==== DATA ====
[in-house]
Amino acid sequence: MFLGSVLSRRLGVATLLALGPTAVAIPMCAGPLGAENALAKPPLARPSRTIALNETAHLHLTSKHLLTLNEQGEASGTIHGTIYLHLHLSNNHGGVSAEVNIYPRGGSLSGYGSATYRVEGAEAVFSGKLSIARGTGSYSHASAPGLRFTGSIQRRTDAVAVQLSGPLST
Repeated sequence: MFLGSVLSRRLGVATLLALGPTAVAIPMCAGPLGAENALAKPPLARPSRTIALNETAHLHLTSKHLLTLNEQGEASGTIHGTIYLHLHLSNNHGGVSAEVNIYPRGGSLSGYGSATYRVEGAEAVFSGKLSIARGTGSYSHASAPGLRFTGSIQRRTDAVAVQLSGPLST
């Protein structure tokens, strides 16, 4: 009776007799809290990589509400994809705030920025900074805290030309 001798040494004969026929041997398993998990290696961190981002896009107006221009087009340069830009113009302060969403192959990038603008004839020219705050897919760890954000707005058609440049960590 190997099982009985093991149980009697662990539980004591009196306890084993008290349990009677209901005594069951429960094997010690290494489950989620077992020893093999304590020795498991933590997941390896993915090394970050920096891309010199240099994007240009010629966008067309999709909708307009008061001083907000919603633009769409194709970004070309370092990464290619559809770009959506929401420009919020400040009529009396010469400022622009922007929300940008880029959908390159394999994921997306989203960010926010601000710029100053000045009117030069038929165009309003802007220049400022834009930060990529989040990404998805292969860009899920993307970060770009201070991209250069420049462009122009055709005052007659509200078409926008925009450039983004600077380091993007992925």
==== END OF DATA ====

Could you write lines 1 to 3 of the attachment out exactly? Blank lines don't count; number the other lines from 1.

[in-house]
Amino acid sequence: MFLGSVLSRRLGVATLLALGPTAVAIPMCAGPLGAENALAKPPLARPSRTIALNETAHLHLTSKHLLTLNEQGEASGTIHGTIYLHLHLSNNHGGVSAEVNIYPRGGSLSGYGSATYRVEGAEAVFSGKLSIARGTGSYSHASAPGLRFTGSIQRRTDAVAVQLSGPLST
Repeated sequence: MFLGSVLSRRLGVATLLALGPTAVAIPMCAGPLGAENALAKPPLARPSRTIALNETAHLHLTSKHLLTLNEQGEASGTIHGTIYLHLHLSNNHGGVSAEVNIYPRGGSLSGYGSATYRVEGAEAVFSGKLSIARGTGSYSHASAPGLRFTGSIQRRTDAVAVQLSGPLST